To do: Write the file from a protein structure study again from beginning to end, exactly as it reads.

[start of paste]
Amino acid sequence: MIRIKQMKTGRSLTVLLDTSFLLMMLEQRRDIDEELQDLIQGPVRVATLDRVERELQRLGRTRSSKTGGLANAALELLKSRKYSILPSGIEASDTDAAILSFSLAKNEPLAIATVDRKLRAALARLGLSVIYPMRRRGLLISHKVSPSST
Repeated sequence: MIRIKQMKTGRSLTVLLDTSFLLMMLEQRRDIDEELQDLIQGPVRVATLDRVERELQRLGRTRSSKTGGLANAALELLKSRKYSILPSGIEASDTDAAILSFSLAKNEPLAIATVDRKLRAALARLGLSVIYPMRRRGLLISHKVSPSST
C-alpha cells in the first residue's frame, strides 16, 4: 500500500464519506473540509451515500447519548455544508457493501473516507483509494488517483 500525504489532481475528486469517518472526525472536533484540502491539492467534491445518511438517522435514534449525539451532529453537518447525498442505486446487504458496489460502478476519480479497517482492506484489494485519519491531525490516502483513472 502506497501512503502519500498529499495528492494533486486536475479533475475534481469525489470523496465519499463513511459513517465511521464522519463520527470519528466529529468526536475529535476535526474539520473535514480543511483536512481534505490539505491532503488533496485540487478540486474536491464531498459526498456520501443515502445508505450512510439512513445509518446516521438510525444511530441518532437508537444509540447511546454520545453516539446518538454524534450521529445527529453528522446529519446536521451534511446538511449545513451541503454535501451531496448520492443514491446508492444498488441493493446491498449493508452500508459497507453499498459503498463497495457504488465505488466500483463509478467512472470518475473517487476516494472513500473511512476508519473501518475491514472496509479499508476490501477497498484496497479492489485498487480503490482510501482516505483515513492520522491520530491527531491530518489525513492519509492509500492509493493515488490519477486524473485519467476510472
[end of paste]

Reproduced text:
Amino acid sequence: MIRIKQMKTGRSLTVLLDTSFLLMMLEQRRDIDEELQDLIQGPVRVATLDRVERELQRLGRTRSSKTGGLANAALELLKSRKYSILPSGIEASDTDAAILSFSLAKNEPLAIATVDRKLRAALARLGLSVIYPMRRRGLLISHKVSPSST
Repeated sequence: MIRIKQMKTGRSLTVLLDTSFLLMMLEQRRDIDEELQDLIQGPVRVATLDRVERELQRLGRTRSSKTGGLANAALELLKSRKYSILPSGIEASDTDAAILSFSLAKNEPLAIATVDRKLRAALARLGLSVIYPMRRRGLLISHKVSPSST
C-alpha cells in the first residue's frame, strides 16, 4: 500500500464519506473540509451515500447519548455544508457493501473516507483509494488517483 500525504489532481475528486469517518472526525472536533484540502491539492467534491445518511438517522435514534449525539451532529453537518447525498442505486446487504458496489460502478476519480479497517482492506484489494485519519491531525490516502483513472 502506497501512503502519500498529499495528492494533486486536475479533475475534481469525489470523496465519499463513511459513517465511521464522519463520527470519528466529529468526536475529535476535526474539520473535514480543511483536512481534505490539505491532503488533496485540487478540486474536491464531498459526498456520501443515502445508505450512510439512513445509518446516521438510525444511530441518532437508537444509540447511546454520545453516539446518538454524534450521529445527529453528522446529519446536521451534511446538511449545513451541503454535501451531496448520492443514491446508492444498488441493493446491498449493508452500508459497507453499498459503498463497495457504488465505488466500483463509478467512472470518475473517487476516494472513500473511512476508519473501518475491514472496509479499508476490501477497498484496497479492489485498487480503490482510501482516505483515513492520522491520530491527531491530518489525513492519509492509500492509493493515488490519477486524473485519467476510472